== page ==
With clear strategy, specialist officers, Jharkhand govt to go all out against Naxals
Riding on the back of the longest period of peace enjoyed by security forces since 2007, the Jharkhand government is preparing for a decisive battle against the Naxal menace in the state. The new BJP government has brought in Rajiv Gauba, who was the additional secretary in-charge of LWE affairs at the Union Home Ministry, as its Chief Secretary. New DGP D K Pandey was additional director general, operations, of the CRPF; he was also IG, operations, of the CRPF in Jharkhand earlier. Police officials said with BJP governments both in the state as well as the centre, even the Intelligence Bureau has indicated that it was willing to work with the state government when it comes to the final push. Speaking separately in January, CM Raghubar Das and the then chief secretary Sajal Chakrabarty had said they would soon end LWE activities in the state.
The last time someone from security forces died at the hands of the Naxals in the state was at Itkhori in Chatra on December 24 last year, days ahead of Raghubar Das being sworn in as the CM. The last major strike on the security forces was on April 24, 2014, when alleged Maoists killed five security personnel who were returning after conducting Lok Sabha polls in Dumka district. “It (drop in number of attacks on forces) must be because we have more boots on the ground. We are able to conduct more operations, more area domination exercises,” said Anil Palta, ADG, Operations . Police casualties came down to eight in 2014 from 26 the previous two years. LWE incidents also dropped, from 404 and 349 in 2012 and 2013 to 231 last year.
There was also a sharp fall in civilian casualties: 124 (2012) and 126 (2013) to 86, which Palta termed “still too high”. Jharkhand, which saw most LWE-related deaths in the country in 2012 and 2013, fell second to Chhattisgarh last year. Former DGP Rajeev Kumar and Sajal Chakrabarty — replaced rather unceremoniously by the current administration — had set the tone by extensively touring LWE-affected areas during their tenure. Palta is also a Das appointee. Under him, the fight against LWE is being restructured: Palta has already succeeded in merging the law and order section under ADG, Ops, thereby ensuring the state’s specialised anti-LWE force Jharkhand Jaguar now reports to him. A February 20 order by DGP Pandey set out his intentions of empowering the JJ — it will have its own intelligence-collection unit. There was also the mention of the creation of a Psy Ops (psychological operations) unit.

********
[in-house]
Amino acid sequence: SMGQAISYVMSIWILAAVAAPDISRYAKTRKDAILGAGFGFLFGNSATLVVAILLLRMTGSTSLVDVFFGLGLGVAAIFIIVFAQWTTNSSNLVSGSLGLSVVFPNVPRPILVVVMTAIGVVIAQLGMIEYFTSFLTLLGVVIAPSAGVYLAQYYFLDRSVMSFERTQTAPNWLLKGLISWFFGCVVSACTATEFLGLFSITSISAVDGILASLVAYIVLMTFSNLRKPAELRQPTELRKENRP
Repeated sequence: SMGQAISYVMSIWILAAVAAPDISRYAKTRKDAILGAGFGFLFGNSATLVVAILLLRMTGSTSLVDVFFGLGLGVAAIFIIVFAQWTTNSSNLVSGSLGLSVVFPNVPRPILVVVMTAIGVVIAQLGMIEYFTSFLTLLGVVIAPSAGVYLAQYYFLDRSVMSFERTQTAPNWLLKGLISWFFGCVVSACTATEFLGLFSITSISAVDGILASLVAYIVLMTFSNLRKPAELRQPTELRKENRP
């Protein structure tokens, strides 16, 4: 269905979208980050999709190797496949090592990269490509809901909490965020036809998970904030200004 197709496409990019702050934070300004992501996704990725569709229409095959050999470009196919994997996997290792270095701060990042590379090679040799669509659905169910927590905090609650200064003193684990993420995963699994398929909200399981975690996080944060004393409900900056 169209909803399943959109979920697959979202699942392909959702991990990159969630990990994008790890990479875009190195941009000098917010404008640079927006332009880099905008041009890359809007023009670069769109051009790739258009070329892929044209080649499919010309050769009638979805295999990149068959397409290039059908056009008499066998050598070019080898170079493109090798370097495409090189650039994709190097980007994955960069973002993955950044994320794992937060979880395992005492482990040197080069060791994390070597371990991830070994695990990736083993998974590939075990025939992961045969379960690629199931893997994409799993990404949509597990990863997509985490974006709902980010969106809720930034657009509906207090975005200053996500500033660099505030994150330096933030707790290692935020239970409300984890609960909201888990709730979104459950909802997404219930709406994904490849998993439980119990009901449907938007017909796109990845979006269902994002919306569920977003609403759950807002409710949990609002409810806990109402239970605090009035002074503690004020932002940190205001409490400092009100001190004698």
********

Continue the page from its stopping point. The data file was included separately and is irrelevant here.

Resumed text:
Gadchiroli police take part in interstate anti-Naxal ops
NAGPUR: Gadchiroli police scripted their maiden success in the ongoing interstate operations when a combined party of C-60 commandos and Dechlipeth police cornered a group of Naxalites on February 13. The ensuing gunfight left at least two rebel cadres injured. The operation was launched in Central India on March 1 after a meeting between union home minister Rajnath Singh and chief ministers of Naxal affected states. On Monday, Additional DG (operations) Bipin Bihari and inspector general of police (Nagpur and Naxal range) Ravindra Kadam were at Gadchiroli to review the operations and also assess the ground situation. The latest offensive by police along Maharashtra-Chhattisgarh border took place in Chitveli forest of Jimulgatta subdivision in south Gadchiroli and also at Sandra in Bijapur district of Chhattisgarh. Sources claimed a group of armed local organisational squad (LOS) of Sandra Naxalites tried to challenge Gadchiroli police’s combined forces, but had to retreat soon.
The action was the first of its kind in around a year by Gadchiroli police, who also crossed over into Chhattisgarh state. The ongoing interstate operations in Central India hinterlands, considered a Naxal stronghold, including the inaccessible Abujhmadh straddling Maharashtra and Chhattisgarh, have been kicked off to weaken the rebels in the guerrilla zones. These are generally considered bases from which Naxalites wage war against the government in different forms. Odisha and Telangana states too are involved in the action. A part of the operation, conducted mainly by the central paramilitary forces, has also started discreetly in Maharashtra’s Naxal-affected zones of Gadchiroli district in eastern Vidarbha. This area shares borders with other highly sensitive districts like Bijapur, Narayanpur and others of Chhattisgarh towards the north and west, and with Telangana in the south.
The focus is likely to be on operations along the borders, where deep forests and rivers run through inhospitable terrain. Central India is also the hub for Naxal leaders of Dandakaranya and a section of the top brass is believed to be hiding in Abujhmadh. The highly sensitive districts of Sukma, Dantewada and Bijapur in Chhattisgarh have been made the ‘focal districts’ to serve as operation bases. The superintendents of police of these districts, and some in Telangana and Odisha have been made ‘focal officers’ to coordinate operations. A senior officer said the operations would be intensified in coordination with neighbouring districts, to ensure Naxalites cannot cross state borders to avoid security forces.